In fact, on these first three pages of only two pictures, I believe Morrison was very selective with the four words he chose to use. I also believe Morrison was very precise with which New God he used--though, as the god of knowledge, Metron is an obvious choice for this scene. (Jack Kirby also gave Metron a very significant name--particularly for Morrison's purpose here.)
"Man, I am Metron" is as rich in meaning as "Call me Ishmael" (the opening line in Moby-Dick). Actually, it's even richer in meaning.
The Christian Bible was originally written in two languages: Hebrew for the Old Testament and Greek for the New Testament. Both of those languages are significant within Morrison's opening scene.
In Hebrew, the Tetragrammaton YHWH (or Yahweh, the name of the Hebrew god in the Old Testament ) translates as "I am." Thus, Metron is essentially saying to Anthro, "Yahweh Metron"--similar to the way that God replied to Moses in Exodus 3:13-14:
And Moses said unto God, Behold, when I come unto the children of Israel, and shall say unto them, The God of your fathers hath sent me unto you; and they shall say to me, What is his name? what shall I say unto them?The Hebrew text actually has God saying, "YHWH ASR YHWH"--or "Yahweh asher Yahweh" ("I am that I am").
And God said unto Moses, I AM THAT I AM: and he said, Thus shalt thou say unto the children of Israel, I AM hath sent me unto you.
In essence, then, Morrison has Metron saying unto Anthro, "Yahweh Metron"--which would translate out of the Hebrew and Greek as "I am the measure" since metron is the Greek word for measure or meter (as I'm sure Kirby knew when he named his New God of Knowledge).
However, the fact that it's Metron saying this to Anthro also calls to mind the motto of the pre-Socratic Greek philosopher Protagoras (about 490420 BC), "Anthrōpos metron"--which translates as "Man is the measure (of all things)."
Of all the writers working in comics today, Morrison is one of the few (with Alan Moore being another obvious choice) who would play with these meanings within a rich mythological scene in which a Cro-Magnon youth has a literal epiphany by meeting a god who essentially says, "Anthro (Adam), Yahweh Metron" or "Man, I am the Measure"--as in God is the measure of Man, or that to which humans must aspire.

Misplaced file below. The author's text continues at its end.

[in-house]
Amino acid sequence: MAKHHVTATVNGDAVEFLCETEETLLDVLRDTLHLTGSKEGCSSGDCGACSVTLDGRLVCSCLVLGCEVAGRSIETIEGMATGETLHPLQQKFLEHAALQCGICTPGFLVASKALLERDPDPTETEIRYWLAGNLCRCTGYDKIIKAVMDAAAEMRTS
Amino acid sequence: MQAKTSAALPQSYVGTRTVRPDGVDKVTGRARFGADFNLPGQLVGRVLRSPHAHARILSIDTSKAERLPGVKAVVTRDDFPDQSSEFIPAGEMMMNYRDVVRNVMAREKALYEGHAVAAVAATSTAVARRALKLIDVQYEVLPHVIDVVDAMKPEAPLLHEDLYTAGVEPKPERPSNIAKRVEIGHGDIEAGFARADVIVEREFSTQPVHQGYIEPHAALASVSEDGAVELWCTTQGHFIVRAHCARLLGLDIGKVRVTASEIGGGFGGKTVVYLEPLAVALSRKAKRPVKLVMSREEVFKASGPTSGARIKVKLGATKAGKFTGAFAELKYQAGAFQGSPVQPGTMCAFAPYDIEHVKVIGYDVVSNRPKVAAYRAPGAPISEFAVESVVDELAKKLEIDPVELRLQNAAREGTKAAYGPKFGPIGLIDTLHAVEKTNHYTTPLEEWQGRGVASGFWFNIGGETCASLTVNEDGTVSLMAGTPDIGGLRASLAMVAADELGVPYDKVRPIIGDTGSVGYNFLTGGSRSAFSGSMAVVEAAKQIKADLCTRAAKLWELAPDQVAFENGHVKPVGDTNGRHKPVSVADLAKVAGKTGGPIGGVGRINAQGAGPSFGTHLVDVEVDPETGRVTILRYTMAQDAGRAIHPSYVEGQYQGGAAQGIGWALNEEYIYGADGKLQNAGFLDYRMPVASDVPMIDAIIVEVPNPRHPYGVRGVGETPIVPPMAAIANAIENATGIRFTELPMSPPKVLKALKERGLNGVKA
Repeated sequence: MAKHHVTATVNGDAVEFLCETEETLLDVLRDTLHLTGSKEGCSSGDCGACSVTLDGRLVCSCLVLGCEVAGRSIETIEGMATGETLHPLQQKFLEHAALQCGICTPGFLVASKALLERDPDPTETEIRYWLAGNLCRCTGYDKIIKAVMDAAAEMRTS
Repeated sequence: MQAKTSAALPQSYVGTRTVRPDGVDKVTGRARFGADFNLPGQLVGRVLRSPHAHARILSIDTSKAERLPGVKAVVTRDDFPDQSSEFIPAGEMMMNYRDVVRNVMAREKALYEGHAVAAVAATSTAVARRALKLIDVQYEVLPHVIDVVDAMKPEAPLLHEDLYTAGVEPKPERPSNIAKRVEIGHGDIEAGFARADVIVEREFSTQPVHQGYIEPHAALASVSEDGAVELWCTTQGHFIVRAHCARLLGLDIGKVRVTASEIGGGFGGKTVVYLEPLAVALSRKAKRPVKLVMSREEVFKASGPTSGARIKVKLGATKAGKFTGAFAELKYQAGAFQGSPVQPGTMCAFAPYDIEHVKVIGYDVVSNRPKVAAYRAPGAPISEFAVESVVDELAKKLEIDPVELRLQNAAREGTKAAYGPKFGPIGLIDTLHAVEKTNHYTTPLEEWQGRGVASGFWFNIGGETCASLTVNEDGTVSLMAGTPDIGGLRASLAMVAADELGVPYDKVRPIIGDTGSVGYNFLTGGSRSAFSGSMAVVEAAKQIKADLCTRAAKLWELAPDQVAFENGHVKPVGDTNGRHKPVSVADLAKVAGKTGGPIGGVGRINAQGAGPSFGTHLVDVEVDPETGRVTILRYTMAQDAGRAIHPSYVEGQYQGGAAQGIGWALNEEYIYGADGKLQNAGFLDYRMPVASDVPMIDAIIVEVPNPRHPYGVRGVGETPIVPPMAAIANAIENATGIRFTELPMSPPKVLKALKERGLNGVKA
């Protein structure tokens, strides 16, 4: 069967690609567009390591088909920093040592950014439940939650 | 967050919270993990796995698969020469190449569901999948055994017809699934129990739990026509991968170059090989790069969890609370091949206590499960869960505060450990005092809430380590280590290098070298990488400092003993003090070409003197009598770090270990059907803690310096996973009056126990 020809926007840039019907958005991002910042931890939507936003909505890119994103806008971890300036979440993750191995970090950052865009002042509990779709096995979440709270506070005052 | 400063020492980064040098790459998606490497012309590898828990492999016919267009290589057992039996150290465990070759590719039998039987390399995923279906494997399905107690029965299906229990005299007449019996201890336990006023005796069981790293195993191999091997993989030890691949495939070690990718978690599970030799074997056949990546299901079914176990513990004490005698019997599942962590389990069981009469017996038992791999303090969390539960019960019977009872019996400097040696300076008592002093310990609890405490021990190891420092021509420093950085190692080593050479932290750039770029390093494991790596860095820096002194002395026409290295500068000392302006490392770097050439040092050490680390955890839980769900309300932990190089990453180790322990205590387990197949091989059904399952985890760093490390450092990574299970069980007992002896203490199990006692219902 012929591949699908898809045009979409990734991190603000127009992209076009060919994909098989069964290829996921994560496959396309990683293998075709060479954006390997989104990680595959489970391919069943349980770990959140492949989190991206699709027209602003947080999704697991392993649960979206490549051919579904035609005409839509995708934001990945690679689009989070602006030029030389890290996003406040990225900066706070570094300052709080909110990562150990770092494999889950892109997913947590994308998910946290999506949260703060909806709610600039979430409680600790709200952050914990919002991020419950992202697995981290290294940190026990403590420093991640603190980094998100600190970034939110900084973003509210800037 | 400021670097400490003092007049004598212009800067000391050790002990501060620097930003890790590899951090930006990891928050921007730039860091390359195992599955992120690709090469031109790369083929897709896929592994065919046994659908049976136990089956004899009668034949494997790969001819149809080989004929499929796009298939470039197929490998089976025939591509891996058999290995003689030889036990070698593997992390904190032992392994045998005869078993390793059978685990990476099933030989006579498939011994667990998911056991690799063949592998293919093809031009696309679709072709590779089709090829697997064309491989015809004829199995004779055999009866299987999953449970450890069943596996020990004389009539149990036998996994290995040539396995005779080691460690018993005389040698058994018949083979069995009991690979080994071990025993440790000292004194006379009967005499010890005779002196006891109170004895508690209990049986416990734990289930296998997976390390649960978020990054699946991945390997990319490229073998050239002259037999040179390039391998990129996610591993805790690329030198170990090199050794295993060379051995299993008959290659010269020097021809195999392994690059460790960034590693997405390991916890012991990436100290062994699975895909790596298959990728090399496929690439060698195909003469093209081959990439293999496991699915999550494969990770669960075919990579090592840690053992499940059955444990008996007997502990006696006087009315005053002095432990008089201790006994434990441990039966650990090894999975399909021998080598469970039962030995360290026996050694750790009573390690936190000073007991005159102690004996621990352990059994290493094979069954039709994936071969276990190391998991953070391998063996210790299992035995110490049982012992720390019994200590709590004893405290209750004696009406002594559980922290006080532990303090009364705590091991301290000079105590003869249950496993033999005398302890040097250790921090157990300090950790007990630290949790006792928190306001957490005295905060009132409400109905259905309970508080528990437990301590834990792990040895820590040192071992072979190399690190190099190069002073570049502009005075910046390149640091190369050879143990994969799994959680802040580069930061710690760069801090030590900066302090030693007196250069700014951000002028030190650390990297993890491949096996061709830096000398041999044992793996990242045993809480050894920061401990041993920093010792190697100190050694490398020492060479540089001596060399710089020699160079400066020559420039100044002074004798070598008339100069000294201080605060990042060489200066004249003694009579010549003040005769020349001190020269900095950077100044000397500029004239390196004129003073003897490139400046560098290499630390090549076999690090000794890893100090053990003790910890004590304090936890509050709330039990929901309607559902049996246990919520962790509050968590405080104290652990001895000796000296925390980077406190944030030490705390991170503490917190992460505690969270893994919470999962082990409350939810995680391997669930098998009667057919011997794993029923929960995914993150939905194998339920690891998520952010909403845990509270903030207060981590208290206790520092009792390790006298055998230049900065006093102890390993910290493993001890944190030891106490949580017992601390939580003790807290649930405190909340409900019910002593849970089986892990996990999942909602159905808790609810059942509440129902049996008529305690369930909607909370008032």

What's more is that Jones presents this meeting in two beautifully illustrated pictures that actually forms a sort of triptych across three pages. This is an astounding artistic achievement, and so Final Crisis had me from the moment I saw those first three pages.
Sure these two images by Jones could have been presented as merely two panels on a single page that contained an additional four panels (such as those found on page four). However, this moment between Anthro and Metron is of such mythic importance, and contains such a significant subtext, that it deserves this full-page and double-page treatment.
Then, on the fourth page, Metron imparts knowledge to Anthro--just as Yahweh imparted knowledge to Moses. In fact, the last panel on page four shows Anthro standing next to "a flame of fire out of the midst of a bush," just as Moses stood next to the burning bush in Exodus 3:2-4.
The fifth page is another full-page image--this time it is of Anthro's Cro-Magnon tribe engaged in a battle with a Neanderthal tribe--and I suspect the Neanderthal in the center of the picture is none other than Vandar Adg, who in DC continuity achieved immortality and increased intellect after being irradiated by a meteor.
Now, you might jump on that idea of Vandar Adg eventually being irradiated by a meteor and think that this is a parallel to Anthro meeting Metron (that's what I initially thought anyway)--and it might well be that Morrison is playing with the language in this way.